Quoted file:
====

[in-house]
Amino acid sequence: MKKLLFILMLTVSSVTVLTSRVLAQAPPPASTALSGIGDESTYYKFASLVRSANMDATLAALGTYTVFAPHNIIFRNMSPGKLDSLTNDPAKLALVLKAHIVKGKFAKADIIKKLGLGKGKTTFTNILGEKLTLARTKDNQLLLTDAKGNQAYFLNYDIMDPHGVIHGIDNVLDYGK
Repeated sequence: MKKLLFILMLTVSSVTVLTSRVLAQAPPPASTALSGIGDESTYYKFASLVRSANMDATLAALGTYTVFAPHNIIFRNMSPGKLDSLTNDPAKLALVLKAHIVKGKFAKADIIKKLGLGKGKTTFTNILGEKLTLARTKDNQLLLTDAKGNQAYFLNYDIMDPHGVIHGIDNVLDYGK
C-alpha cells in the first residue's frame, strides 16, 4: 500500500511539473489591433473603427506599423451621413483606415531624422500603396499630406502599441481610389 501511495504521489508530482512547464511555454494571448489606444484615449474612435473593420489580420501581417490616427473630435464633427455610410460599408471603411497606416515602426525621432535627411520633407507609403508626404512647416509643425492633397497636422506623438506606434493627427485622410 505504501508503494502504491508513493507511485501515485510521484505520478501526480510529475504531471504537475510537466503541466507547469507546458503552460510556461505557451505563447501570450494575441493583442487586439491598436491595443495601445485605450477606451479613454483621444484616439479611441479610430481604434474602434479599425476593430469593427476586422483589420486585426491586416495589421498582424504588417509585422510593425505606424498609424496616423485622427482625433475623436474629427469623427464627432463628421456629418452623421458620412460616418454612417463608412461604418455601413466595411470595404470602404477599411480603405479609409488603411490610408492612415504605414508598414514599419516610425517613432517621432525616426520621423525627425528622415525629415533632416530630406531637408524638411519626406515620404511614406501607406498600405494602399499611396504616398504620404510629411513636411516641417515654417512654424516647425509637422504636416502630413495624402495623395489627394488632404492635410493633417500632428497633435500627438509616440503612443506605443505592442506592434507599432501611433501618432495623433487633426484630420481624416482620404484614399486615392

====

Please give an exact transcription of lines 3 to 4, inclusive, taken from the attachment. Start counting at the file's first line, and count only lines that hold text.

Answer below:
Repeated sequence: MKKLLFILMLTVSSVTVLTSRVLAQAPPPASTALSGIGDESTYYKFASLVRSANMDATLAALGTYTVFAPHNIIFRNMSPGKLDSLTNDPAKLALVLKAHIVKGKFAKADIIKKLGLGKGKTTFTNILGEKLTLARTKDNQLLLTDAKGNQAYFLNYDIMDPHGVIHGIDNVLDYGK
C-alpha cells in the first residue's frame, strides 16, 4: 500500500511539473489591433473603427506599423451621413483606415531624422500603396499630406502599441481610389 501511495504521489508530482512547464511555454494571448489606444484615449474612435473593420489580420501581417490616427473630435464633427455610410460599408471603411497606416515602426525621432535627411520633407507609403508626404512647416509643425492633397497636422506623438506606434493627427485622410 505504501508503494502504491508513493507511485501515485510521484505520478501526480510529475504531471504537475510537466503541466507547469507546458503552460510556461505557451505563447501570450494575441493583442487586439491598436491595443495601445485605450477606451479613454483621444484616439479611441479610430481604434474602434479599425476593430469593427476586422483589420486585426491586416495589421498582424504588417509585422510593425505606424498609424496616423485622427482625433475623436474629427469623427464627432463628421456629418452623421458620412460616418454612417463608412461604418455601413466595411470595404470602404477599411480603405479609409488603411490610408492612415504605414508598414514599419516610425517613432517621432525616426520621423525627425528622415525629415533632416530630406531637408524638411519626406515620404511614406501607406498600405494602399499611396504616398504620404510629411513636411516641417515654417512654424516647425509637422504636416502630413495624402495623395489627394488632404492635410493633417500632428497633435500627438509616440503612443506605443505592442506592434507599432501611433501618432495623433487633426484630420481624416482620404484614399486615392